Pictures of World War I

Each Worth 1000 Words…


Prior to the outbreak of WW1 in 1914 the use of animals for combat (ie. the cavalry horse) upon which the fighting soldier rode into battle, was as important as the use of horses for transportation. With the advancement of warfare technology and the mechanization of armies worldwide the use of animals in combat situations became less appropriate. By the end of the First Word War in 1918 the primary employment of animals, by all the armies, was for transportation, communication and a variety of other support needs.

Animal Logistics in World War 1

WW1 took place on two major fronts in the East and West of Europe and in the Middle East, North Africa and many colonies Worldwide. This meant that it was necessary to transport the animals to where they were required to be, along with their handlers and the fighting men. In 1914 the Russians had thirty six cavalry divisions which they transported by train into positions along the 1,000 miles of the Eastern front. Thus the animals themselves required transport.

In 1917, the Australian Cavalry were shipped halfway around the World!

The logistics of the supply needs (for the animals had to be fed and watered) brought into play their own problems which the armies dealt with as the war progressed. The Germans bred and acquired animals prior to the start of the war and then also took animal ‘prisoners’ after gaining territory. The British and Americans bought horse and livestock form their own peoples and press-ganged draught animals into service. They were then trained and shipped to the fronts or where ever it was that they were needed.

The numbers of animals used by all the fighting forces during the Great War was phenomenal – in the millions! There were pigeons used to carry messages in Europe and camel cavalry [on both sides] carried men and supplies in the desert regions. Mules, oxen, reindeer and dogs pulled wagons and sleighs where the terrain permitted. The care and maintenance of all these animals was essential. As the war progressed farms were maintained by the armies. These farms housed livestock, grew and harvested food. Also it was necessary to feed the armies.Thus flocks of sheep were kept as “camp followers” that moved behind the fronts and provided mutton for the men. Bully Beef, cattle raised in the USA and Canada, was shipped in cans to the troops in Europe.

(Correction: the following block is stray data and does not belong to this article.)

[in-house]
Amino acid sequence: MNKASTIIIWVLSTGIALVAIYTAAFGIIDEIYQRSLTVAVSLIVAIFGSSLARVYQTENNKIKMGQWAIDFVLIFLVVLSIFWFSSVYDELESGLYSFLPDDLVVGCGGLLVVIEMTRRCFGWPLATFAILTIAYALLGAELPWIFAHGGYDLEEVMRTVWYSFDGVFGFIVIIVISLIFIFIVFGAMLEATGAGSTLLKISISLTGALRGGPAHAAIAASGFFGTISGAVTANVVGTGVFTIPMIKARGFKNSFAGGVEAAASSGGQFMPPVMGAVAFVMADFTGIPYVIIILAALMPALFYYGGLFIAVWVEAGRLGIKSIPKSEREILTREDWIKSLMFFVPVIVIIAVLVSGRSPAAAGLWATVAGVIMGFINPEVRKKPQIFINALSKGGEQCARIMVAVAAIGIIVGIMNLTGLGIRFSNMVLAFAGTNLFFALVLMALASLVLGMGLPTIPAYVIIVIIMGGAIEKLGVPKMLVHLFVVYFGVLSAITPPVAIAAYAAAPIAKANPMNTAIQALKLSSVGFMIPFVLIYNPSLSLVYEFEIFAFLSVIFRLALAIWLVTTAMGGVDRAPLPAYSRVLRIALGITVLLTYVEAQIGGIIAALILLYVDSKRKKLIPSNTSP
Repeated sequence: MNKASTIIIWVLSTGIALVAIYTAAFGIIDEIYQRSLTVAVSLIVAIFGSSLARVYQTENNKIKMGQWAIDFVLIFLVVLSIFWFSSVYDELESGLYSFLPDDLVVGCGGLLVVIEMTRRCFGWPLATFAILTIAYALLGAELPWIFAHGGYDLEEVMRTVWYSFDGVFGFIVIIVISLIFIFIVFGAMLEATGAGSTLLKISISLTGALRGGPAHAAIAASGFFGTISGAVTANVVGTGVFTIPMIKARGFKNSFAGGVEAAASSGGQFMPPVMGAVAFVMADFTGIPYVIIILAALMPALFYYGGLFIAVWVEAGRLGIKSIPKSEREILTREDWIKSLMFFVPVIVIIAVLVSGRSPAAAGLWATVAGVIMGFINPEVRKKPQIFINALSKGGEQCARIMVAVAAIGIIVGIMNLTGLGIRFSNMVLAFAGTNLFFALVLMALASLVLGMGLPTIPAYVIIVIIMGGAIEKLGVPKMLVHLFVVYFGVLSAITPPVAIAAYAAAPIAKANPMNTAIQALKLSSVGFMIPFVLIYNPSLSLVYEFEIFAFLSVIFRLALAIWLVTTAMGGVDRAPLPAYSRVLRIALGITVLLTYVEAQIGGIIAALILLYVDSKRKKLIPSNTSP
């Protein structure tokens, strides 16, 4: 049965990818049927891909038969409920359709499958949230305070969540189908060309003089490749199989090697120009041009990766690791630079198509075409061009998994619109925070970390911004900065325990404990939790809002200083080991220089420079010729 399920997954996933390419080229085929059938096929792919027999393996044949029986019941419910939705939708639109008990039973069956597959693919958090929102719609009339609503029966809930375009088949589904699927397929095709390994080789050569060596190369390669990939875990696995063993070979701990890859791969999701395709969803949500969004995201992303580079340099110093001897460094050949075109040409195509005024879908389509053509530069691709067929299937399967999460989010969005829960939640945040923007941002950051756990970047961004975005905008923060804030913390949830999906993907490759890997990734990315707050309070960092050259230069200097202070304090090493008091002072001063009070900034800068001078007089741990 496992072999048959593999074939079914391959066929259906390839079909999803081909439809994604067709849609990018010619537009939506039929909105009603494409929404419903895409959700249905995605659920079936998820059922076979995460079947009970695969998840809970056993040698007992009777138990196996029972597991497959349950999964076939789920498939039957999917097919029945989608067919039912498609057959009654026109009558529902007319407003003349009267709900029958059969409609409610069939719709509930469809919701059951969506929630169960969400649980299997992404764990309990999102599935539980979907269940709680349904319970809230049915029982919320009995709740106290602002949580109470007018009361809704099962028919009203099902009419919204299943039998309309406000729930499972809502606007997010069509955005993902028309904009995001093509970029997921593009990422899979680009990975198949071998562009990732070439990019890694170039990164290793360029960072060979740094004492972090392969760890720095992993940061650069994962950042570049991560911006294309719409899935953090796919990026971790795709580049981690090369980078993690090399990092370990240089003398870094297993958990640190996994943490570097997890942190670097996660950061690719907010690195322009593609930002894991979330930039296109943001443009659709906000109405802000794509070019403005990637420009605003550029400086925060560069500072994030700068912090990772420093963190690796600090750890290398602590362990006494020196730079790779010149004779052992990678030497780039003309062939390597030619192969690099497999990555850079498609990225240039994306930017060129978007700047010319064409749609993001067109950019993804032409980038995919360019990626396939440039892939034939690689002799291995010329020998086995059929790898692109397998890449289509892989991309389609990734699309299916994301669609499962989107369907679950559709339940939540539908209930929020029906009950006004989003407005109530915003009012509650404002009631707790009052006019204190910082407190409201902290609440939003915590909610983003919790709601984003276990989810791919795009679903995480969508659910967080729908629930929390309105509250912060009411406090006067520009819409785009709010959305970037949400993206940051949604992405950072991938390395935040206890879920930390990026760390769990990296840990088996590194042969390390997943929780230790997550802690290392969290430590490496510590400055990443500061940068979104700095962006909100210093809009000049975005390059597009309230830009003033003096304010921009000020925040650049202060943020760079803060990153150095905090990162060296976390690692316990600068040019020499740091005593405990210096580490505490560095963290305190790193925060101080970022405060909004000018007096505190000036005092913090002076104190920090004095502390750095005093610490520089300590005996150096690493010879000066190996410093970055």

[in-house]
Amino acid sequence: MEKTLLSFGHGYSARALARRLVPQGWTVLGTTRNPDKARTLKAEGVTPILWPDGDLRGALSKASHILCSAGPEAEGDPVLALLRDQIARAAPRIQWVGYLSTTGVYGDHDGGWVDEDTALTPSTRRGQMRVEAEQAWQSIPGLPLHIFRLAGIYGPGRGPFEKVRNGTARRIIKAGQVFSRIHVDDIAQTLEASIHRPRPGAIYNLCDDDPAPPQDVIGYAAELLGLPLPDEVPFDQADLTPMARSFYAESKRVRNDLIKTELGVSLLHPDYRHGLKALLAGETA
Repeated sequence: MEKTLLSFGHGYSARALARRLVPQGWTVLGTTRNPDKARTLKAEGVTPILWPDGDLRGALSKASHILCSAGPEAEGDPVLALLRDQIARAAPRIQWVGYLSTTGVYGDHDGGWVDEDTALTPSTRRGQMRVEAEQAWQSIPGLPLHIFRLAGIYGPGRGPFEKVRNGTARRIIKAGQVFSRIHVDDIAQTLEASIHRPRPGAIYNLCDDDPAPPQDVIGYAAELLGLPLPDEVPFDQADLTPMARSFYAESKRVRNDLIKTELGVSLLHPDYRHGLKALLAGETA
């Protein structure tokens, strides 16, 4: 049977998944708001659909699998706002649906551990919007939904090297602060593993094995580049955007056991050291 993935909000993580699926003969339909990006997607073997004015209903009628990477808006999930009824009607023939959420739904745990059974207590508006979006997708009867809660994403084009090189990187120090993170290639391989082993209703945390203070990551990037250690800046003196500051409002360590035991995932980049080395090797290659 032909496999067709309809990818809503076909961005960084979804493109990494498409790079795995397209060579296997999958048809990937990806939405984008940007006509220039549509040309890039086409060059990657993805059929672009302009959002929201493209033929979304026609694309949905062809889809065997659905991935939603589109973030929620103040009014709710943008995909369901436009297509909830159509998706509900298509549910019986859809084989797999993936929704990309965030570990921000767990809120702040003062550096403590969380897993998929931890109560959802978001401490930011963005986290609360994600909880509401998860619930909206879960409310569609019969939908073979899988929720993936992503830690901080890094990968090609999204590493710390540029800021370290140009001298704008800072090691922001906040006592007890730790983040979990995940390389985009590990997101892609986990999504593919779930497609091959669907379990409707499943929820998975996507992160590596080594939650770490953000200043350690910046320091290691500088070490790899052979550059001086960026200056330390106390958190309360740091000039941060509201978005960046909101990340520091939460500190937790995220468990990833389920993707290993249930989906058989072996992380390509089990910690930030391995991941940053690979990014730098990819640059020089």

WWI Injured Animals

Huge numbers of animals were being killed and injured. After all animals were just as susceptible to the effects of mustard gas and shells as were men, animals also have illnesses and suffered from shell shock. It was in order to deal with some of these horrors of warfare that the British Blue Cross volunteer society performed the same services for the animals of war that the Red Cross did for the human casualties. Veterinarians were an integral part of the Allies and the Central Forces. The British army had the Royal Veterinary Corps serving throughout the war zones.

And The Ending

The Animals In War Memorial - Brook Gate, Park Lane, London, England

Animal hospitals were set up where they were needed and by the end of the war there were six in the west of France alone.

After the war the Australians sold most of their surviving horses to the British who moved them to their cavalry units in India. The Americans were able to sell some of the surviving horses back to their original owners.

The Animals in War memorial in London is a powerful tribute to all the animals that served, suffered and died alongside the British, Commonwealth and Allied forces in the wars and conflicts of the 20th century.

Spanning nearly 60 feet wide and deep on two levels, it’s a a stunning visual monument sculpted by artist David Backhouse.  It was presented to the world on the 90th anniversary of the Great War in 2004.

… A fitting tribute to the horses, camels, dogs, oxen, birds, and even worms and more who helped and sacrificed in the war effort.